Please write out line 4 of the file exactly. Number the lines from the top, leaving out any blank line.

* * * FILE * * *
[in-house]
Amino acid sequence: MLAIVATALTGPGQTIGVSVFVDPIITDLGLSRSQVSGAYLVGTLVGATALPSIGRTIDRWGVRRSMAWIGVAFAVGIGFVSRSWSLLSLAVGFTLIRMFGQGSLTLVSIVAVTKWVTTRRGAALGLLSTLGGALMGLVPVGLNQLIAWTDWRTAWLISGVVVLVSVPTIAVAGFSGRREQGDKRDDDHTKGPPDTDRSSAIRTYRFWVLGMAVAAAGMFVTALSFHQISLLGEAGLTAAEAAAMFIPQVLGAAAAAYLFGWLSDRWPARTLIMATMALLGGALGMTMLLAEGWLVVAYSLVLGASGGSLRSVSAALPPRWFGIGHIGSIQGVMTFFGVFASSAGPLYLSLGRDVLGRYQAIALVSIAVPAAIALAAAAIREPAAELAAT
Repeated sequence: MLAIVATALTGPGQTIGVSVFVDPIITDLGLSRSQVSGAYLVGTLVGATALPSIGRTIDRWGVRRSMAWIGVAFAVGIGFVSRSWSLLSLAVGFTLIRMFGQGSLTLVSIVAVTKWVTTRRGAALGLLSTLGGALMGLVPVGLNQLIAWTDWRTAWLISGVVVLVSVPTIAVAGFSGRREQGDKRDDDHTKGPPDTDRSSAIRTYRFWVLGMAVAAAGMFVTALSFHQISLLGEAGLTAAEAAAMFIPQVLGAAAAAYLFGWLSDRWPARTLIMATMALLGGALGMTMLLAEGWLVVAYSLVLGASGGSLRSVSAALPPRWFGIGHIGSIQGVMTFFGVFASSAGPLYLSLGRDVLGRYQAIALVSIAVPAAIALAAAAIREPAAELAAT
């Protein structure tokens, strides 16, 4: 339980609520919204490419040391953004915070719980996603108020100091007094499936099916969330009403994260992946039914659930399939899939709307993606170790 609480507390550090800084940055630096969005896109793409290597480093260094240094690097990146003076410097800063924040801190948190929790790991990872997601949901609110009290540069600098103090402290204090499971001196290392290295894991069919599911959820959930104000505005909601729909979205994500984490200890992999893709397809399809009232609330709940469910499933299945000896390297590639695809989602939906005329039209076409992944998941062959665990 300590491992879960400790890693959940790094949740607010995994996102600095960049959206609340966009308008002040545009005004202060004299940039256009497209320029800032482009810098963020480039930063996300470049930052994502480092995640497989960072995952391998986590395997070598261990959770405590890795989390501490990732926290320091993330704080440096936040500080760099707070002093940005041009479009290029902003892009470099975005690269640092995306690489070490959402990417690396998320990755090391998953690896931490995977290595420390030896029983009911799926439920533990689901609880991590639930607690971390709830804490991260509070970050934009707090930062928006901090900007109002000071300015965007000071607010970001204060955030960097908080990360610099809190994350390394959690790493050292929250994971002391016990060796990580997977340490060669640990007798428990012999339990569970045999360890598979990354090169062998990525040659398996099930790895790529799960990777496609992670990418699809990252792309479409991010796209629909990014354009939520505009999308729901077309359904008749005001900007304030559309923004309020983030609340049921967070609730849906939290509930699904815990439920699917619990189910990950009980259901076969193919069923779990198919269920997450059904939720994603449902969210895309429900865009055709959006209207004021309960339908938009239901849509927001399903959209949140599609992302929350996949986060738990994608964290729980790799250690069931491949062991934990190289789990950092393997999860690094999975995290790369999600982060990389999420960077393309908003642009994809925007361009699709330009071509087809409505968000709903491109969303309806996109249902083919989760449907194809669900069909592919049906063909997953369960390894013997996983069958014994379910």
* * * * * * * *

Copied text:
């Protein structure tokens, strides 16, 4: 339980609520919204490419040391953004915070719980996603108020100091007094499936099916969330009403994260992946039914659930399939899939709307993606170790 609480507390550090800084940055630096969005896109793409290597480093260094240094690097990146003076410097800063924040801190948190929790790991990872997601949901609110009290540069600098103090402290204090499971001196290392290295894991069919599911959820959930104000505005909601729909979205994500984490200890992999893709397809399809009232609330709940469910499933299945000896390297590639695809989602939906005329039209076409992944998941062959665990 300590491992879960400790890693959940790094949740607010995994996102600095960049959206609340966009308008002040545009005004202060004299940039256009497209320029800032482009810098963020480039930063996300470049930052994502480092995640497989960072995952391998986590395997070598261990959770405590890795989390501490990732926290320091993330704080440096936040500080760099707070002093940005041009479009290029902003892009470099975005690269640092995306690489070490959402990417690396998320990755090391998953690896931490995977290595420390030896029983009911799926439920533990689901609880991590639930607690971390709830804490991260509070970050934009707090930062928006901090900007109002000071300015965007000071607010970001204060955030960097908080990360610099809190994350390394959690790493050292929250994971002391016990060796990580997977340490060669640990007798428990012999339990569970045999360890598979990354090169062998990525040659398996099930790895790529799960990777496609992670990418699809990252792309479409991010796209629909990014354009939520505009999308729901077309359904008749005001900007304030559309923004309020983030609340049921967070609730849906939290509930699904815990439920699917619990189910990950009980259901076969193919069923779990198919269920997450059904939720994603449902969210895309429900865009055709959006209207004021309960339908938009239901849509927001399903959209949140599609992302929350996949986060738990994608964290729980790799250690069931491949062991934990190289789990950092393997999860690094999975995290790369999600982060990389999420960077393309908003642009994809925007361009699709330009071509087809409505968000709903491109969303309806996109249902083919989760449907194809669900069909592919049906063909997953369960390894013997996983069958014994379910």